“An old Cherokee told his grandson, ‘My son, there is a battle between two wolves inside us all. One is Evil. It is anger, jealousy, greed, resentment, inferiority, lies, and ego. The other is Good. It is joy, peace, love, hope, humility, kindness, empathy, and truth. The boy thought about it, and asked, ‘Grandfather, which wolf wins?’ The old man quietly replied, ‘The one you feed.’” –Cherokee parable.

March 10th, 2016: For two weeks, I’ve been trapped in existential limbo. I finished my last speaking tour 10 days ago. JasonConnell.co doesn’t launch for another five days.

The gap between the two projects is just enough time for me to begin seriously doubting myself.

Endless thoughts of “What if” fight for space in my mind. “What if I’m not a good enough writer to build a following? What if I burn through my savings and go broke? What if my previous success as an entrepreneur was a fluke? What if I fail? Shit. I might fail!”

I mention all of this to one of my close friends and advisors, T*. I tell him, “This is the first thing I’ve worked on in a long time where – if I’m being realistic – there’s a serious chance of failure.”

T* looks at me and says, “I don’t think you’re going to fail. In fact, I know you’re going to succeed. I also think you know you’re going to succeed too. I don’t know what sort of game you’re playing by pretending to doubt yourself, but you should stop. It doesn’t serve you.”

That comment from T* was one of the most important comments anyone has ever made to me. It made me realize that there is a quiet part of me that believes in myself, but it competes with a much louder inner monologue that makes me feel incapable.

In this article you’ll learn a simple – and consistently effective – method for defeating your inner critic and releasing yourself from your insecurities. This is a tool that I routinely use myself and one that I teach to all of my clients.

The Big Self and Little Self

For just a moment, imagine what it would be like if you stopped letting your demons run the show and stepped fully into your life. Maybe you’d quit your corporate job to become a house painter. Maybe you’d come out of the closet. Maybe you’d lean into the hard conversations you’ve been avoiding. Maybe you’d throw it all to the wind, sell your things, and move to Costa Rica.

When most people imagine taking control of their lives, they go through a predictable process:

First, you’re flooded with energy and excitement about living more boldly.

Next, a loud voice explains why your dream isn’t feasible. It reminds you that you’re busy, that you lack the requisite talent and courage, that you’re likely to fail, and that you’re not rich, energetic, or young enough. But most of all it reminds you that chasing your dreams is hard work. We’ll refer to that voice as the “Little Self” or the “Small Self.”

The Little Self encourages you to quietly accept that your dream isn’t realistic. You resume moving in whatever direction your life was already going.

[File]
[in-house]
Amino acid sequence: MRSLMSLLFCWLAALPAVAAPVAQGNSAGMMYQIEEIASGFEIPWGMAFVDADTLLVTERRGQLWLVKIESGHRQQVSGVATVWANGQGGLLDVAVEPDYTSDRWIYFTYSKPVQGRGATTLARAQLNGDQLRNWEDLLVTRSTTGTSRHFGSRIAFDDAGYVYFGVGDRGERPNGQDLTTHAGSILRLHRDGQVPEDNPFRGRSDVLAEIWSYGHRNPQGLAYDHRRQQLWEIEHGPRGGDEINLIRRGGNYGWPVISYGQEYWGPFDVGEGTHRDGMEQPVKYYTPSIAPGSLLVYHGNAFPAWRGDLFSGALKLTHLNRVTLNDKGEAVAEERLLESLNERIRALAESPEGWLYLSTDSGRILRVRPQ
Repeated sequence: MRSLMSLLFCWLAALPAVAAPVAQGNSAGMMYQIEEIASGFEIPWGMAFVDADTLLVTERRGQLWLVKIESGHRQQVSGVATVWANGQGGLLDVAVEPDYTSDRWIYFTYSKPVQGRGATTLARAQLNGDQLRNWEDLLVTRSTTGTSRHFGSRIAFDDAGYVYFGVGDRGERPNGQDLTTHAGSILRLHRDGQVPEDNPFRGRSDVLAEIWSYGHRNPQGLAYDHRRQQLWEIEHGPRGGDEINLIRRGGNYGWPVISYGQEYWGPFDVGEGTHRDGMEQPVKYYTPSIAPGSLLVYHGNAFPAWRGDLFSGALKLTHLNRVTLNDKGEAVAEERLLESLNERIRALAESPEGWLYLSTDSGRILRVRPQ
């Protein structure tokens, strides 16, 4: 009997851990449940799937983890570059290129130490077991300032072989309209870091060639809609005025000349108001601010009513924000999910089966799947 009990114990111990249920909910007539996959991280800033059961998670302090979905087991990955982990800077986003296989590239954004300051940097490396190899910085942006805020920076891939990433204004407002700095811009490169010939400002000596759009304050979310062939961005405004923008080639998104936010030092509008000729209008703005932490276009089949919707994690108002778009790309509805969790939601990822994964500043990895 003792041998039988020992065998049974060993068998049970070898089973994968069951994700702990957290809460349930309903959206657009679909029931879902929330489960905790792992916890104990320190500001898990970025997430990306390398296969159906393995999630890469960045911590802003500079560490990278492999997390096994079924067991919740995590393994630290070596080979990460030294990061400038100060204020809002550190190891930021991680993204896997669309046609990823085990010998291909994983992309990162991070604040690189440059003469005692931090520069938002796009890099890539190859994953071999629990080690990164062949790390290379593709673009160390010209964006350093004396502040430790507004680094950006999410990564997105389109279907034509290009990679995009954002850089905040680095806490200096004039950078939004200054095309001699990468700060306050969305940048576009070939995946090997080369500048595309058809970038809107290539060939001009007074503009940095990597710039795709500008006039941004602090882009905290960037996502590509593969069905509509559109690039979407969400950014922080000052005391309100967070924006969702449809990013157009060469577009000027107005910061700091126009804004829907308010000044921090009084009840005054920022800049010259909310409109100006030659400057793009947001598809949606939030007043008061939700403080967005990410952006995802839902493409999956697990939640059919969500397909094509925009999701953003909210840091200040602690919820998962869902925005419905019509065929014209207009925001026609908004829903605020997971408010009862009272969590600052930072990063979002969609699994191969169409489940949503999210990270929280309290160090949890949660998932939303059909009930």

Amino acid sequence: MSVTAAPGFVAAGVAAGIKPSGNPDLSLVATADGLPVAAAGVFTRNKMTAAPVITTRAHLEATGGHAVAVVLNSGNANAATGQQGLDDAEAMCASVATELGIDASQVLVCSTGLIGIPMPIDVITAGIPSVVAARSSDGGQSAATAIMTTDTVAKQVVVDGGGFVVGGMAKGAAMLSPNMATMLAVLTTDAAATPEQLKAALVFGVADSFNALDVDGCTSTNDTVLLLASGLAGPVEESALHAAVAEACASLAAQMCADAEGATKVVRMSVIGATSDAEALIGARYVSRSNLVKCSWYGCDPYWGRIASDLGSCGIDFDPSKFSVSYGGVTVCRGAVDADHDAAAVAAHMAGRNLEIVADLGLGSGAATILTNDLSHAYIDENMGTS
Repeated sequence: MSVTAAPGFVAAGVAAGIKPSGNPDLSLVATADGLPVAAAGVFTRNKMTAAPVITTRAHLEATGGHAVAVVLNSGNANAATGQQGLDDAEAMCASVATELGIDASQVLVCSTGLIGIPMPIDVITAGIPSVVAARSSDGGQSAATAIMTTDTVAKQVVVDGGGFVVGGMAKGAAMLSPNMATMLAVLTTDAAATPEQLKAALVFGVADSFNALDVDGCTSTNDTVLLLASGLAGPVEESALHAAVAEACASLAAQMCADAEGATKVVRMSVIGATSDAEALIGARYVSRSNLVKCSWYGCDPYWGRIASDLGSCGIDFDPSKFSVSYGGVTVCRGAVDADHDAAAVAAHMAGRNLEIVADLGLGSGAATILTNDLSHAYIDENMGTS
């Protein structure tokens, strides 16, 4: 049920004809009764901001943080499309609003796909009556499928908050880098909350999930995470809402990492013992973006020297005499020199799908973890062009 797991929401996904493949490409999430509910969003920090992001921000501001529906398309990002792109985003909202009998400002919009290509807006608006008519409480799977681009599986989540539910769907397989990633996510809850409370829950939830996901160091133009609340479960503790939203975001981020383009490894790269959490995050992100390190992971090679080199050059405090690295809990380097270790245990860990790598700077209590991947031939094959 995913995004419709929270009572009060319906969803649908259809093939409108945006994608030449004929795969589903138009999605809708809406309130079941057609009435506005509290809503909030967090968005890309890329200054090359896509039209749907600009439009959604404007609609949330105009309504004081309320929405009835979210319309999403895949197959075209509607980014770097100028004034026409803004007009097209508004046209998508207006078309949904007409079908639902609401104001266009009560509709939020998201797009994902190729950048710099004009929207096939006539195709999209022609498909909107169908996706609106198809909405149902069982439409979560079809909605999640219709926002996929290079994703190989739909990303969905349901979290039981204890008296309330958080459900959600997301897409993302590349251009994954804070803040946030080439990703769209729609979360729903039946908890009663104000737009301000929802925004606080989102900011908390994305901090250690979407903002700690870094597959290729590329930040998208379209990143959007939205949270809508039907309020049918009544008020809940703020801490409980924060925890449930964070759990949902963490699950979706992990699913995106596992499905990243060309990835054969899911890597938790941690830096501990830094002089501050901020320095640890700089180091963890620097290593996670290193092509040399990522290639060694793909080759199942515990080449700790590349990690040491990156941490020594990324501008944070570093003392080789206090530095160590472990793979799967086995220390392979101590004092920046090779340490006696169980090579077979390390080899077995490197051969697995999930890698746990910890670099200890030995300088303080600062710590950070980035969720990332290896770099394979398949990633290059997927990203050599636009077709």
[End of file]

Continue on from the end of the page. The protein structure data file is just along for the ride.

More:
This narrative is extremely common. It’s also incomplete. If you sit with your Small Self it loses power. Though you may think that the Little Self will gain power because you’re paying attention to it, like all phantoms, it’s power rests in the ability to hide in the dark.

What most people fail to realize is that hiding beneath the Little Self is a calm, confident, stable voice. This is the voice that knows you can create whatever you truly desire. We’ll refer to that voice as the “Big Self.”

Your Big Self knows that you can handle anything thrown your way. It knows that you’re more capable than anyone – yourself included – has ever imagined. Your Big Self knows that reality is more malleable than you’ve been led to believe and that you can work to shape it.

Distinguishing between the Big Self and the Small Self

We all have a Big Self and a Little Self. The Little Self is the one that allows your insecurities to hold you back from living. The Big Self is the one that allows you to come fully to life. The goal is to strengthen your Big Self, while weakening your Small Self. This begins with understanding the difference between the two.

The Small Self:

  • Comes up with excuses
  • Avoids negative feelings and fears surrendering to the positive ones
  • Plays small
  • Points blame
  • Is afraid of silence and honest reflection
  • Avoids tension and difficult conversations
  • Lies
  • Focuses on limitations

The Big Self:

  • Trusts that you can blaze your own path
  • Leans into negative feelings and revels in the positive ones
  • Embraces its own power and ability
  • Accepts circumstances and works to either improve or appreciate them
  • Allows space for reflection, rest, and serendipity
  • Addresses tension from a place of openness and vulnerability
  • Shows up honestly even when it hurts
  • Notices countless possibilities

Most people unconsciously lead their lives with their Small Selves. The Small Self bludgeons them into submission and tricks them into accepting mediocrity.  

Defeating the Little Self

Fortunately, it’s possible to defeat your Little Self. To do so, you must learn to identify and then sit with the tension that your Little Self causes. Here’s how:

Step 1: become aware of your Little Self. When you notice fear, anxiety, tension, scarcity, laziness, apathy, your inner bully, an urge for validation, or anything else holding you back, pause. Notice that the feeling is sabotaging you. This is your Little Self trying to run the show.